In the wake of the missing Malaysian jetliner comes “Falling Through Clouds,” a powerful account of the many inherent risks that come when flying in any of the 224,000 private aircraft operating in the United States. The accident rate for single-engine piston aircraft is significantly higher than the rate of commercial aircraft — like 53 times higher. Many private plane crashes, including the one that killed Minnesota Sen. Paul Wellstone, can be traced to pilot error, and Type-A risk takers, such as John F. Kennedy Jr., are often at the controls.
In “Falling Through Clouds,” author and former BBC correspondent Damian Fowler tells an unadorned and heartbreaking story of how two brave girls — ages 3 and 4 — survived horrific burns and the loss of their mother and uncle in a 2003 plane crash in the North Woods of Minnesota. It was Lily and Grace Pearson’s first ride in an airplane, and their uncle Charlie Erickson was the pilot. The weather was far from ideal for flying and later it would be determined that pilot error was to blame. Rescuers had no hope of finding survivors. When Grand Marais Chief Deputy Sheriff Mark Falk came upon the smoldering wreckage he initially thought he spotted a pale doll.
“The girl, who looked to be about three years old, was conscious and lying on a seat that was completely reclined next to another little girl of similar age who was lying on her stomach, but also conscious. Both appeared to be calm.”
Fowler writes unflinchingly of the girls’ surgeries at the burn unit of Regions Hospital in St. Paul while also recounting the business side of the accident. As hospital bills mount, the girls’ father, Toby Pearson, is shocked to find that the billion-dollar insurance company Old Republic has denied his claim. In turn, the company sues the Erickson estate because pilot Charlie Erickson had “falsely answered” whether he had had a previous accident.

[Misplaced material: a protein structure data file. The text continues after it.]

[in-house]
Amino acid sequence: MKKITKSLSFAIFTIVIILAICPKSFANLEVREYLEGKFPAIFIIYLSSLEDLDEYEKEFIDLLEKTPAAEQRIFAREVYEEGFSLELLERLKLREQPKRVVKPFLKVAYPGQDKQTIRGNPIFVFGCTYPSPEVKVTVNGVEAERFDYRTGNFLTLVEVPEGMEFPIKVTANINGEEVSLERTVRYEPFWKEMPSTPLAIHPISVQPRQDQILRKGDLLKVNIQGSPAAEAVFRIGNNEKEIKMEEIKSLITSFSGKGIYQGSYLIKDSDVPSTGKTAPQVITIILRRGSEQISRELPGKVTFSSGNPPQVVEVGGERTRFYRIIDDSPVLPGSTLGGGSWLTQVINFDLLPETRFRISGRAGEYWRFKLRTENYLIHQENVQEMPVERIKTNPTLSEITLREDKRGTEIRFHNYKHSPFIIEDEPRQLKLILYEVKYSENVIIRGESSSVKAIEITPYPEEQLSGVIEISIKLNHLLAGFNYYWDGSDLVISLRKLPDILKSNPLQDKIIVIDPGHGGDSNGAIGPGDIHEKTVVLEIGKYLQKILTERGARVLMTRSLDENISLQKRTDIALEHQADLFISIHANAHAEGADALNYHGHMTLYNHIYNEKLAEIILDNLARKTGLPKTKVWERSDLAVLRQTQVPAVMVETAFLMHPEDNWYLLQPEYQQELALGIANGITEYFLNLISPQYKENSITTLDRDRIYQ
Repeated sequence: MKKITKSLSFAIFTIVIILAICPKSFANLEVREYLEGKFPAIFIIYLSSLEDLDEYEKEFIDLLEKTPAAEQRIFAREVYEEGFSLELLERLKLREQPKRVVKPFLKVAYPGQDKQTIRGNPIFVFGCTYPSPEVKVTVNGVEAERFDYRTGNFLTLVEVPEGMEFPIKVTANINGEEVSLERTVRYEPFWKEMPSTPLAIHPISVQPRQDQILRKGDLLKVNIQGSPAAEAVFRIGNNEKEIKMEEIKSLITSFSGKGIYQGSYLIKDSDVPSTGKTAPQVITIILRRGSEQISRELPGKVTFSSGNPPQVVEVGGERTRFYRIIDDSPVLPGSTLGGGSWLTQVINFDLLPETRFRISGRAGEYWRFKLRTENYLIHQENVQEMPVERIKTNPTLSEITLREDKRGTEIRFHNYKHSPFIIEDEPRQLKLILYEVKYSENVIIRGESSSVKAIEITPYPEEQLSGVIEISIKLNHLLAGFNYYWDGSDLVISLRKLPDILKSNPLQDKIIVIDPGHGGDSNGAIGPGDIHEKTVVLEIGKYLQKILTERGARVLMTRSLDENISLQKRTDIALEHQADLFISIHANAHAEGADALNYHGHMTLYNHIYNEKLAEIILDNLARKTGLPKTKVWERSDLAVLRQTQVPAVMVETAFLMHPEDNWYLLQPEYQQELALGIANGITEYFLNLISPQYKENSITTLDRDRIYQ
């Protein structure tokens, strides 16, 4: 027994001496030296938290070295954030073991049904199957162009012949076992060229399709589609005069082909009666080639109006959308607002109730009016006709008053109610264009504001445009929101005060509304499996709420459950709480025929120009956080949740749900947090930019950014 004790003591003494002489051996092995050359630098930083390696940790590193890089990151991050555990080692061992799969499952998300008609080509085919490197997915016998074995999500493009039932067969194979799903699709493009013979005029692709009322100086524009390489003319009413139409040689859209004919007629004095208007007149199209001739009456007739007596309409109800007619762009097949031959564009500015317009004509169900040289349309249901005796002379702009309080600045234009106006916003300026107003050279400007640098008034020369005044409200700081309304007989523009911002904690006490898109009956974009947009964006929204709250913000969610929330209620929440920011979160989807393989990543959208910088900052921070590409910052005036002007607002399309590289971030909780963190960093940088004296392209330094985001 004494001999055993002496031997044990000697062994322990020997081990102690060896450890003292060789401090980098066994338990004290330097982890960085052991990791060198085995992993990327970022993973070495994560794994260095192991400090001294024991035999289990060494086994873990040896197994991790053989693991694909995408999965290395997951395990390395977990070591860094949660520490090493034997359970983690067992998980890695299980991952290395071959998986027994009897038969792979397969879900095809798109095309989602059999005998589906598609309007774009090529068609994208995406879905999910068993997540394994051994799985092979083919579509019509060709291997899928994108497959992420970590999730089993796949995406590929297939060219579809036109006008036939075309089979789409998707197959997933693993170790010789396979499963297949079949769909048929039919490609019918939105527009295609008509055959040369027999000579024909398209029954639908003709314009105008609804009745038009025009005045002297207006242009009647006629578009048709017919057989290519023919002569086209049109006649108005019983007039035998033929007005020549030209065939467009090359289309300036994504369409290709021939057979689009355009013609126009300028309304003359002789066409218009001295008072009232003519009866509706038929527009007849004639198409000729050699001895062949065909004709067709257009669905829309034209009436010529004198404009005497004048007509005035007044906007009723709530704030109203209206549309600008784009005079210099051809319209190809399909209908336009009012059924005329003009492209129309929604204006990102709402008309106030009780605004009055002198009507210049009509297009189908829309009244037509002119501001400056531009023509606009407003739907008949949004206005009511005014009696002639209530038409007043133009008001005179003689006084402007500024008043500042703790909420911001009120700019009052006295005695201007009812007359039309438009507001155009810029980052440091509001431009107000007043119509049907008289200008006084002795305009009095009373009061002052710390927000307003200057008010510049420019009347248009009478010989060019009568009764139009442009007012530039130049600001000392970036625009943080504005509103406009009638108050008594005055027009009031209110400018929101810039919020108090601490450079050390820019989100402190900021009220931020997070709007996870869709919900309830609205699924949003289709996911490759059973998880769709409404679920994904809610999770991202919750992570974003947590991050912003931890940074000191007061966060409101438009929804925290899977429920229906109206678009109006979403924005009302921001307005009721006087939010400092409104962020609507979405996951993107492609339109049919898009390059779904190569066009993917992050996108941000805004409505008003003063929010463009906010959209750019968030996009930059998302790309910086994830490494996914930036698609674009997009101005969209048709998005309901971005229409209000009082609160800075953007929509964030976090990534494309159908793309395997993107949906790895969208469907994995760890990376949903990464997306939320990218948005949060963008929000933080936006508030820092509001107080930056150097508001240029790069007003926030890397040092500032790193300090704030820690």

“Falling Through Clouds” balances this David vs. Goliath legal fight against the devastating emotional and physical recoveries of all parties, including the widow of Charlie Erickson, the girls’ Aunt Carolyn. The judicial and statutory resolutions that Toby Pearson and his lawyer finally effect are indeed remarkable, but what trumps all the legal machinations are Grace and Lily’s survival.
Three years later, as the girls ready themselves for their first flight since the crash, family members recall something Grace said not long after the accident. “It’s not the flying I mind, it’s the crashing.”
Stephen J. Lyons is the author of three books, most recently “The 1,000-Year Flood: Destruction, Loss, Rescue, and Redemption Along the Mississippi River.”